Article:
One of the priorities is to rally the residents around common identity markers and memories. Yunyang’s population thus constitutes a privileged group for the new sites, as much as do tourists, albeit for a less economic and more ideological reason. Places under construction are going to bring together elements recalling the glorious history of the district, the past culture specific to the local population. The new “cultural park” represents in some way a mini version of the regional space, and the monuments erected there will take on meaning in this new context. Under this new arrangement, there will be a disruption to the testimony of history, as the vestiges saved from the waters will lose their former connection to place. Yet in its new historical, architectural and sociological environment the park will enable visitors from Yunyang to explore their homeland and find their memories, admittedly remodelled, that will stimulate their sense of belonging to the local community.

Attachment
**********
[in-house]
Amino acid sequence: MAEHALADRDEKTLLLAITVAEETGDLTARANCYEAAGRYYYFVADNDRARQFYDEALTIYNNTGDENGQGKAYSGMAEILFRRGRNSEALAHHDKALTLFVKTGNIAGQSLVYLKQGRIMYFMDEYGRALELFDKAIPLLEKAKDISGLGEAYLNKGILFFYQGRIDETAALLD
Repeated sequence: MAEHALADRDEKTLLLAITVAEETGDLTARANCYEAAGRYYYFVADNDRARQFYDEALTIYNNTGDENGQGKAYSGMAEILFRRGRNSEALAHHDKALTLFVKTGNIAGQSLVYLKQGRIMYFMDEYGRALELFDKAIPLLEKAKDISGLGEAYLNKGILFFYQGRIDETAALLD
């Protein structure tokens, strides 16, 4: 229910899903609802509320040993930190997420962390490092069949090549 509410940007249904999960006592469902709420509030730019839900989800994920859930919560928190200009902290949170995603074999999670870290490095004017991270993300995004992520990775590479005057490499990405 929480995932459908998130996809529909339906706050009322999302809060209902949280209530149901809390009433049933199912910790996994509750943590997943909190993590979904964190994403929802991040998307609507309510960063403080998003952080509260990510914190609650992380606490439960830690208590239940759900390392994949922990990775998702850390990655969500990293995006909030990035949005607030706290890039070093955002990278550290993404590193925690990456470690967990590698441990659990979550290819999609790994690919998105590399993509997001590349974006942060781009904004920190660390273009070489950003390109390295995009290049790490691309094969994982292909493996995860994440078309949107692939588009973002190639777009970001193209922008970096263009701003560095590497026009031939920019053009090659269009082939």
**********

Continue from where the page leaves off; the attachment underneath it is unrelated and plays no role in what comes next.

The worship of Zhang Fei also consolidates the foundations of the district, by allowing the inhabitants to rally round common values with a strong cohesive pull. The temple and the deity, both testaments to the past and marvellous crystallised examples of the local culture, constitute keys to these processes. We may wonder how the quintessential local culture is being expressed through this temple. First of all, the buildings making up the architectural whole recall local history of old; stellae commemorate both historical events and more recent ones, like the catastrophic flood of 1870 or the Second World War. Moreover, the structure houses a wonderful collection of historical remains of Ba culture and the Three Kingdoms period, as well as poems and engravings on stone and wood. Works recalling the great figures of the district are also on display. Similarly, the statues of regional or national divinities recall the religious history of the place. In the past, the temple of Zhang Fei was as important for the simple followers who came essentially to worship there as it was for the local elite which created or bought works to offer them to the deity and enrich the collection. It is through the trace of these manifold events, which marked local history over the course of dynasties that this temple seems to have stamped itself as a key element in the memory of the area.